Do you suspect your vet doesn’t tell you everything? What kinds of things does a vet hold back about and not tell a client?
Dr. Jon Rappaport, vet and CEO of the Petplace.com Pet Crazy newsletter, asked this question of one of the vets who regularly writes for the newsletter. For the vet to speak honestly on behalf of many other vets, the “Irreverent Vet” uses a pseudonym to prevent a deluge of mail from unhappy vets.
1. Veterinary hospitals run like any other for-profit business, and they have their own business-related bills to pay. They cannot offer free services and reduced fees even if they’d want to.
2. Vaccines help pay the bills. They create a good profit margin. Vets offer good, safe, tested products, whereas cheaper products are not equivalent so most vets feel justified in the higher costs involved. 3. Ditto for preventative medicines, which people sometimes buy through mail order or OTC.
4. Vaccines have side effects, but most vets feel the good outweigh the bad, so most avoid telling people the truth about all of the negative reactions.
5. Most clinics and hospitals cannot monitor pets overnight. Some will offer the names of full-service clinics that do overnight care if it’s needed.
6. Some vets still operate under the old guidelines of annual vaccines even though many can be given on a 3-year-schedule. Instead of pumping chemicals into pets, some vets will do blood tests to check if vaccines are necessary.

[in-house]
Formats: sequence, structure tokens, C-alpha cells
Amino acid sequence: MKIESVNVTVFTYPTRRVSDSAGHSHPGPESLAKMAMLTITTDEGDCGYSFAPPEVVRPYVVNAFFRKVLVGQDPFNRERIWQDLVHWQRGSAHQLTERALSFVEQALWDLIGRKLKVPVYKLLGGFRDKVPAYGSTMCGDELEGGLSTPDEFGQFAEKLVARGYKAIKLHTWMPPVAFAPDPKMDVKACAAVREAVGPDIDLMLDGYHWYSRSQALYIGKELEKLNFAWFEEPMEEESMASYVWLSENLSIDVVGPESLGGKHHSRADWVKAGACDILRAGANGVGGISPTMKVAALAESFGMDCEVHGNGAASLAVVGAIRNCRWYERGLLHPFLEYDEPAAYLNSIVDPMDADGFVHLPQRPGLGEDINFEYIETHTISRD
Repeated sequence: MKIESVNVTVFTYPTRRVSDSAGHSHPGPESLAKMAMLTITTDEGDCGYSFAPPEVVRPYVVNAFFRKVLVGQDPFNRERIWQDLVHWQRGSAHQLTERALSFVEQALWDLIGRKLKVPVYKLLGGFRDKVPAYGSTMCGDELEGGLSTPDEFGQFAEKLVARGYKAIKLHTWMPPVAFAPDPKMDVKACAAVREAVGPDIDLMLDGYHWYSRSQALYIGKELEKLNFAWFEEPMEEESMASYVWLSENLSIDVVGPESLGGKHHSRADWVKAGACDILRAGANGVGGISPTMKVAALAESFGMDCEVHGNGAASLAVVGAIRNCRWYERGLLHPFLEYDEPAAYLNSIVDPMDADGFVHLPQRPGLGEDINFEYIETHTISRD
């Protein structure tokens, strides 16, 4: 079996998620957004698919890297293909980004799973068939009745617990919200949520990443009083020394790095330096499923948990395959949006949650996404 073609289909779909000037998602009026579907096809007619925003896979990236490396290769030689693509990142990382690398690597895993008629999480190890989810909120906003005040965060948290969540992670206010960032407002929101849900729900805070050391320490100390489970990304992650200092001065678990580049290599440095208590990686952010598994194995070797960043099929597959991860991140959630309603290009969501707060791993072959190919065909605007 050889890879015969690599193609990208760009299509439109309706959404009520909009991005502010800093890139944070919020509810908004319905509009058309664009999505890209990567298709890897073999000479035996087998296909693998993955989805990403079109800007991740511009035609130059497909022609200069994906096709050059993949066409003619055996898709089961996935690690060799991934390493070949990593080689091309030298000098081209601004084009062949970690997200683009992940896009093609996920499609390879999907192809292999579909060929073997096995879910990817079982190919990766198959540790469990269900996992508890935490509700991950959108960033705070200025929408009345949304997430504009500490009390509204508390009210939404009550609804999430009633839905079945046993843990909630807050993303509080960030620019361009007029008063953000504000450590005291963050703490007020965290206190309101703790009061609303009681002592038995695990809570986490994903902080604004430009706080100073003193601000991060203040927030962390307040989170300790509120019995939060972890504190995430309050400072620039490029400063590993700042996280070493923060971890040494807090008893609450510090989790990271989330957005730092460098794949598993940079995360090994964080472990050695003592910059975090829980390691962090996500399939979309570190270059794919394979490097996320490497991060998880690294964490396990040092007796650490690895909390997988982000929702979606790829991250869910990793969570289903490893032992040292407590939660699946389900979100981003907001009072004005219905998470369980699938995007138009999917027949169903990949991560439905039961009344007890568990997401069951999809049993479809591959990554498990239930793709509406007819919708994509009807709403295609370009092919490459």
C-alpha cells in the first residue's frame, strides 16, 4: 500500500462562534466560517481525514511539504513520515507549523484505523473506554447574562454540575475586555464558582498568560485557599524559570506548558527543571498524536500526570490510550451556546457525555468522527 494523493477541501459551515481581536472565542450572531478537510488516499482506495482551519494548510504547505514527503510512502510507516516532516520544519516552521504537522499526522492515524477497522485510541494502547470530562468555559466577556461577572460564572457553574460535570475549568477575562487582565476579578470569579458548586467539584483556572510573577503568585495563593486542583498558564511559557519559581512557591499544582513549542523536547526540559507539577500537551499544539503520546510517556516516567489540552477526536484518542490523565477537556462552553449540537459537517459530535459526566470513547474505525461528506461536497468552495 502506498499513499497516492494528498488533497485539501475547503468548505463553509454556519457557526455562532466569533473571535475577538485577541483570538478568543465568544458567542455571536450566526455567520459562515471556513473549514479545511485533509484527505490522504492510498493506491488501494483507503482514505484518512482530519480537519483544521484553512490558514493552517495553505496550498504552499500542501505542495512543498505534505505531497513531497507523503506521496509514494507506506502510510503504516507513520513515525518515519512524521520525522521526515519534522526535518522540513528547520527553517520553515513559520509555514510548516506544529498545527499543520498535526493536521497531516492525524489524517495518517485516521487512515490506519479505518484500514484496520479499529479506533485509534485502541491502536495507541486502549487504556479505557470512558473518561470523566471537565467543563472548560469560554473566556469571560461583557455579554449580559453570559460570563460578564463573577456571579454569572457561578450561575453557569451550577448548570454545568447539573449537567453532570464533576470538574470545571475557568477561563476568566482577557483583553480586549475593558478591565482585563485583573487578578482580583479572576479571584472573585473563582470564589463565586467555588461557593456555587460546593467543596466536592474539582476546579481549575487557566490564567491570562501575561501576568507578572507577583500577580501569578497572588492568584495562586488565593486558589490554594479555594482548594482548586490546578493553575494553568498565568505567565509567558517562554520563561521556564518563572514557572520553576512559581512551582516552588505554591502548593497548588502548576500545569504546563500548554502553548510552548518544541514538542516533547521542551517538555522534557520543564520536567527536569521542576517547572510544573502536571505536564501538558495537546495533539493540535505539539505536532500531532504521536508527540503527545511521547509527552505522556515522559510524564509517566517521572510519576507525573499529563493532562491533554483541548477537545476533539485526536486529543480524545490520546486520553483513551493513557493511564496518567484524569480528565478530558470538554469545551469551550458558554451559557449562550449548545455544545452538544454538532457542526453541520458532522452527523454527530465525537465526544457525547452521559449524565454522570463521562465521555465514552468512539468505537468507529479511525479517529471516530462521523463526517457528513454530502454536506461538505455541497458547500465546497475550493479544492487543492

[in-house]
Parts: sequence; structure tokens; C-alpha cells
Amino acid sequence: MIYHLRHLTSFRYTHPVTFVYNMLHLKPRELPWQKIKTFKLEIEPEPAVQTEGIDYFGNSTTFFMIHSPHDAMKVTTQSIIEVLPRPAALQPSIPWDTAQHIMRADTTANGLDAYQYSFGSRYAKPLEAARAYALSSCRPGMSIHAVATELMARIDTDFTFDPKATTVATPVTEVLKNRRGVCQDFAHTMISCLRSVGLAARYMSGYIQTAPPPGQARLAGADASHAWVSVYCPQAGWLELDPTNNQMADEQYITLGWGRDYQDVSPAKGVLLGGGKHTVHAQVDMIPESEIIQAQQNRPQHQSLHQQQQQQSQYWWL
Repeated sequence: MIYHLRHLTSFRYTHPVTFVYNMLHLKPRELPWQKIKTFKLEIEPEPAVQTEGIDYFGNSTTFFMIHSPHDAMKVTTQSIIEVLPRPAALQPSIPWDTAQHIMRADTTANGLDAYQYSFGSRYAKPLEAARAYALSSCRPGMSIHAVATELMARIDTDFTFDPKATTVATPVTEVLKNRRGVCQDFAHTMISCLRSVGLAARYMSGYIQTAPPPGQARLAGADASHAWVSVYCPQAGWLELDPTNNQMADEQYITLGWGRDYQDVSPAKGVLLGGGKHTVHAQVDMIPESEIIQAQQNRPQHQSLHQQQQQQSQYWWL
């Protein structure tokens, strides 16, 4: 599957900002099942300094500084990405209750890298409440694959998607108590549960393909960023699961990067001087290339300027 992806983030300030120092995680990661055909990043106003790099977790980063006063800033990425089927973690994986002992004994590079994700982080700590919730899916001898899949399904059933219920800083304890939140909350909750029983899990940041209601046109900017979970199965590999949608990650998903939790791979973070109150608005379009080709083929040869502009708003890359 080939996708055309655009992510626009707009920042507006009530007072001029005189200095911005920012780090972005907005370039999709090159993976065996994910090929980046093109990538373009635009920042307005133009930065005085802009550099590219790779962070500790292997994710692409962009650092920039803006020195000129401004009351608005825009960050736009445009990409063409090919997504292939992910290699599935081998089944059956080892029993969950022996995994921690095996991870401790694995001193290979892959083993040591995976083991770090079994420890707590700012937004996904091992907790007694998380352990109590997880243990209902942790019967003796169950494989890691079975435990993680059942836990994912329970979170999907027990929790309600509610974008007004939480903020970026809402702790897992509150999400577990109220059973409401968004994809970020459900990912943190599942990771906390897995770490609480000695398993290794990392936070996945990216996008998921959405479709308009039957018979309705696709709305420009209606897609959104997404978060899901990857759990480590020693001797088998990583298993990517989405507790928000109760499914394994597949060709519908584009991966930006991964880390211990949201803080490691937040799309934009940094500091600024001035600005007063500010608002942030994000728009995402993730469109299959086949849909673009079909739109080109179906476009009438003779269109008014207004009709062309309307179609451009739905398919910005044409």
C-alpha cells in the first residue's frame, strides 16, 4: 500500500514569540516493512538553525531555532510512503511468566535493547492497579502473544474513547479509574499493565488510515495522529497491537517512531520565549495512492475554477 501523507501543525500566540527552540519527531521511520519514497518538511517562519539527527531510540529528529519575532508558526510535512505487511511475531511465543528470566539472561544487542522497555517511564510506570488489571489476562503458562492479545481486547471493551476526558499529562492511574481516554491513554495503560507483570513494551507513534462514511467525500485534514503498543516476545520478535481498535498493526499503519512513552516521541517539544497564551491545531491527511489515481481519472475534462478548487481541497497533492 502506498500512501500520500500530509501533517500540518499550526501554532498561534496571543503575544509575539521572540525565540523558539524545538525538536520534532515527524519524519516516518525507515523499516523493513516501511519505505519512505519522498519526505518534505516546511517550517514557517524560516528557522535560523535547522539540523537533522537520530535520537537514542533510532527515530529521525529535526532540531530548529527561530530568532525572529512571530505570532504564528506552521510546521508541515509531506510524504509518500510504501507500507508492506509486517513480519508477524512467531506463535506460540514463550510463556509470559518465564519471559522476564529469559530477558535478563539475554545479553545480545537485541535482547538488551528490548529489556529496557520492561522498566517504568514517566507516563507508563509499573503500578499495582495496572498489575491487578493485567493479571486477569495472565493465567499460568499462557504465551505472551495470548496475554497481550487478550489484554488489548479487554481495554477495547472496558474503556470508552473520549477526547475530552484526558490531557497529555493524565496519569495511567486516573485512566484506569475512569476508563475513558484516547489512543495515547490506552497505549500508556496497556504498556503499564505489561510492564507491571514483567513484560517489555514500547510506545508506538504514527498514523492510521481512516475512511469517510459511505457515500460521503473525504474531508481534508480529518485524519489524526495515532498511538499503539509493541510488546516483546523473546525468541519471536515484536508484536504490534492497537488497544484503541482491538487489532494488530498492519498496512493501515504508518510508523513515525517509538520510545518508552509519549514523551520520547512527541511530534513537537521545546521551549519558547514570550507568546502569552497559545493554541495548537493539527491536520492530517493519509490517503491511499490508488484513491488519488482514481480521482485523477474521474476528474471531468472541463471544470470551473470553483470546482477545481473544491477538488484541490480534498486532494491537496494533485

7. Vets and breeders often disagree over basics, like nutrition.
8. Some vets perform some surgeries or procedures more often than other vets do, and they are better at them. If you go to a multi-staffed clinic, ask who is better qualified for a particular task.
[My dog needed eye surgery, which my vet honestly told me one of the other vets in the office was more experienced with. I met the other vet, who had just performed the same surgery on his own dog. He did the surgery, and my vet continued the follow-up and regular care.]
9. If you want or feel the need for a 2nd opinion, ask for it. Some vets are reluctant to make referrals, even when it could be in your pet’s best interest.
10. Some vets are only versed in traditional medicine and are not educated or familiar with alternatives. If you want to try alternative solutions, ask for cooperation from your vet in trying them, or ask for a referral.